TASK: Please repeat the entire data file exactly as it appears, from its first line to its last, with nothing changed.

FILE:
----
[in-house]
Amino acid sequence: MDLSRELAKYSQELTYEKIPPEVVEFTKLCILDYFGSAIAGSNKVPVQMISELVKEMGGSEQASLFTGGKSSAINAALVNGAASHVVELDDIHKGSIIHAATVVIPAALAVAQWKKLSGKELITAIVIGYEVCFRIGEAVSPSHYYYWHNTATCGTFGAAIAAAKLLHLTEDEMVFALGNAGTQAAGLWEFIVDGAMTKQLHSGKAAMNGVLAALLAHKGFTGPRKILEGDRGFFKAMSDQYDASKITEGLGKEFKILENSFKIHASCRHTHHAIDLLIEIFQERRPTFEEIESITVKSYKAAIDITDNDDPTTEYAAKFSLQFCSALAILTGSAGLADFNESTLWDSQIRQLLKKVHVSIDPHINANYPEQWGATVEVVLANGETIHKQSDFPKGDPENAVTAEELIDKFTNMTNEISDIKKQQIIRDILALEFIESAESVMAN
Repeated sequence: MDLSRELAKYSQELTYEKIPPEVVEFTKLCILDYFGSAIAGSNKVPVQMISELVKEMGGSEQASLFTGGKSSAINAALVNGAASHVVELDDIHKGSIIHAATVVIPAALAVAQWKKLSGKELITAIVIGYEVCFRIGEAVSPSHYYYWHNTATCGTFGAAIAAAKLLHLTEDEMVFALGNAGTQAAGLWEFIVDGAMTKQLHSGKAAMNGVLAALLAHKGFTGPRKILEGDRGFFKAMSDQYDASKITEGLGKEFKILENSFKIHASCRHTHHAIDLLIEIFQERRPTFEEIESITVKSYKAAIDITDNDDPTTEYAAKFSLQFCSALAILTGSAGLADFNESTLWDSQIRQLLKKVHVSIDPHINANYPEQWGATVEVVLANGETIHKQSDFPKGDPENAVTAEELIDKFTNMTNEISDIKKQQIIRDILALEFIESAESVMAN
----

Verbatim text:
[in-house]
Amino acid sequence: MDLSRELAKYSQELTYEKIPPEVVEFTKLCILDYFGSAIAGSNKVPVQMISELVKEMGGSEQASLFTGGKSSAINAALVNGAASHVVELDDIHKGSIIHAATVVIPAALAVAQWKKLSGKELITAIVIGYEVCFRIGEAVSPSHYYYWHNTATCGTFGAAIAAAKLLHLTEDEMVFALGNAGTQAAGLWEFIVDGAMTKQLHSGKAAMNGVLAALLAHKGFTGPRKILEGDRGFFKAMSDQYDASKITEGLGKEFKILENSFKIHASCRHTHHAIDLLIEIFQERRPTFEEIESITVKSYKAAIDITDNDDPTTEYAAKFSLQFCSALAILTGSAGLADFNESTLWDSQIRQLLKKVHVSIDPHINANYPEQWGATVEVVLANGETIHKQSDFPKGDPENAVTAEELIDKFTNMTNEISDIKKQQIIRDILALEFIESAESVMAN
Repeated sequence: MDLSRELAKYSQELTYEKIPPEVVEFTKLCILDYFGSAIAGSNKVPVQMISELVKEMGGSEQASLFTGGKSSAINAALVNGAASHVVELDDIHKGSIIHAATVVIPAALAVAQWKKLSGKELITAIVIGYEVCFRIGEAVSPSHYYYWHNTATCGTFGAAIAAAKLLHLTEDEMVFALGNAGTQAAGLWEFIVDGAMTKQLHSGKAAMNGVLAALLAHKGFTGPRKILEGDRGFFKAMSDQYDASKITEGLGKEFKILENSFKIHASCRHTHHAIDLLIEIFQERRPTFEEIESITVKSYKAAIDITDNDDPTTEYAAKFSLQFCSALAILTGSAGLADFNESTLWDSQIRQLLKKVHVSIDPHINANYPEQWGATVEVVLANGETIHKQSDFPKGDPENAVTAEELIDKFTNMTNEISDIKKQQIIRDILALEFIESAESVMAN